The excitement and the drive I get from sports is unparalleled to anything else in my life. Much of who I am today I owe to experiences I had through sport. Going to a school whose motto is “I have run the race, I have kept the faith,” I think I’ve done just that.
I’ve been fortunate enough to compete at the provincial level on numerous occasions, all the while being actively involved at my local church. But like anything else in life, success in sports comes with a price. The higher you go and the older you get, the more demands sports put on your time and energy.
Countless times I’ve watched my family rush frantically to get to Mass between swim meet sessions, or, at out-of-town meets, see them scouring the phone book of a hotel room trying to find a local church.
I’ve completed so many assignments while fighting to stay awake, exhausted from cross-country practice. I’ve had to make up countless tests, writing frantically so as not to fall further behind in all the work I missed.
Sports, though rewarding, can take a toll on so many other aspects of your life.
The often very competitive mindset that goes with sports can often go hand in hand with arrogance, selfishness and callousness. It’s sometimes difficult to keep Catholic virtues in mind when under immense pressure to succeed.
This is not to say that success isn’t good. But when it becomes the sole motivation of why you do sports, when in the pursuit of winning you forgo all else, it becomes a problem.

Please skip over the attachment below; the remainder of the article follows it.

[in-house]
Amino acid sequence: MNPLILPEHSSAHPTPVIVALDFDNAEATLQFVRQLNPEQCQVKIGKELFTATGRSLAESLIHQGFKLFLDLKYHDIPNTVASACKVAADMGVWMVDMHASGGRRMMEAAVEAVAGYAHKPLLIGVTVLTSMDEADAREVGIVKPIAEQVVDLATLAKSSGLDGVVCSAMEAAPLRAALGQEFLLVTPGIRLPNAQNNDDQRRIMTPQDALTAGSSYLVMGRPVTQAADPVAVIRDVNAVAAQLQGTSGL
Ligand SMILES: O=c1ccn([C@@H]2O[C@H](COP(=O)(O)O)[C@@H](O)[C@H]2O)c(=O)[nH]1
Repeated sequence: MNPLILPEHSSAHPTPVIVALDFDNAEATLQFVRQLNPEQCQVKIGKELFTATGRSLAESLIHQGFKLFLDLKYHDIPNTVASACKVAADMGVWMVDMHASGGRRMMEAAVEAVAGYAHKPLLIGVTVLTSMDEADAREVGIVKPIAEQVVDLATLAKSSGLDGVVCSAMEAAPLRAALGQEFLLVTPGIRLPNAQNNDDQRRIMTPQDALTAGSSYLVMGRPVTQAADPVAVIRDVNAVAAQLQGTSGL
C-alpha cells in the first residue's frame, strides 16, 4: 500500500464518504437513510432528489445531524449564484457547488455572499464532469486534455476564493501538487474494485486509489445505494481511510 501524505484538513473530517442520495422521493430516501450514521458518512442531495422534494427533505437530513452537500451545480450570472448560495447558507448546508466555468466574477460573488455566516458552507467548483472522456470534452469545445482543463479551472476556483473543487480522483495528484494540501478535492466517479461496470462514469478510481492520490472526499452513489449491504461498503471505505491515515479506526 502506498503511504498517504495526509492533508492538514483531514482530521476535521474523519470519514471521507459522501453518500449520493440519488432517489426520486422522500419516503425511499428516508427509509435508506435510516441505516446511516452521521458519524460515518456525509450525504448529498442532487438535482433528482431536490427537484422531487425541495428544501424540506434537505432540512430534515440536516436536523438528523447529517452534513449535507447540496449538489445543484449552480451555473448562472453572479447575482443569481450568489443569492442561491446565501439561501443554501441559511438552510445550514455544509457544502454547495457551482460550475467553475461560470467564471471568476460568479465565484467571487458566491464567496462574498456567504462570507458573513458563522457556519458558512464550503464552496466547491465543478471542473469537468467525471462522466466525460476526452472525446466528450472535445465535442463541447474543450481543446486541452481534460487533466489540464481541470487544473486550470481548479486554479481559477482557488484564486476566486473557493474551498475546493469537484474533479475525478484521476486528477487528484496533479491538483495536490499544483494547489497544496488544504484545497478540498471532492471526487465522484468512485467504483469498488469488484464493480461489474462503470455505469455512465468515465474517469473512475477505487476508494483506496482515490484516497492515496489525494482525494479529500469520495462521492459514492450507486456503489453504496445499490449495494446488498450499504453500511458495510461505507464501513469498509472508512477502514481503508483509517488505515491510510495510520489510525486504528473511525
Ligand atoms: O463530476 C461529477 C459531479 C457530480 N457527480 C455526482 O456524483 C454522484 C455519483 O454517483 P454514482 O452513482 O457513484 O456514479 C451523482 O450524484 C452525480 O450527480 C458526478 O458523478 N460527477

Success is so fickle. I’ve gone home after a competition with tears streaming down my face, not because I’d done badly but because I hadn’t performed the way I’d wanted to.
Yes, I do well in sports. But when school started getting the better of me, I had to make some tough calls. Cut back on sports, get a job, try to miss less school. I have had to learn to swallow my pride and accept the fact that I can’t do everything.
What I love about sports most is that there are so many possibilities for improvement and enjoyment. Whether it be a team sport or an individual event, it is a group of people bonding together with a common purpose.
When a group clicks, marvellous things happen. Competitions are won, friendships are made, leadership develops and they become a source of inspiration for the people around them.
Seeing this in action and being part of it has taught me compassion, selflessness, moderation, respect and humility — virtues I hope I can bring to all other aspects of my life.
(Barber, 17, is a Grade 12 student at Father John Redmond Catholic Secondary School in Toronto.)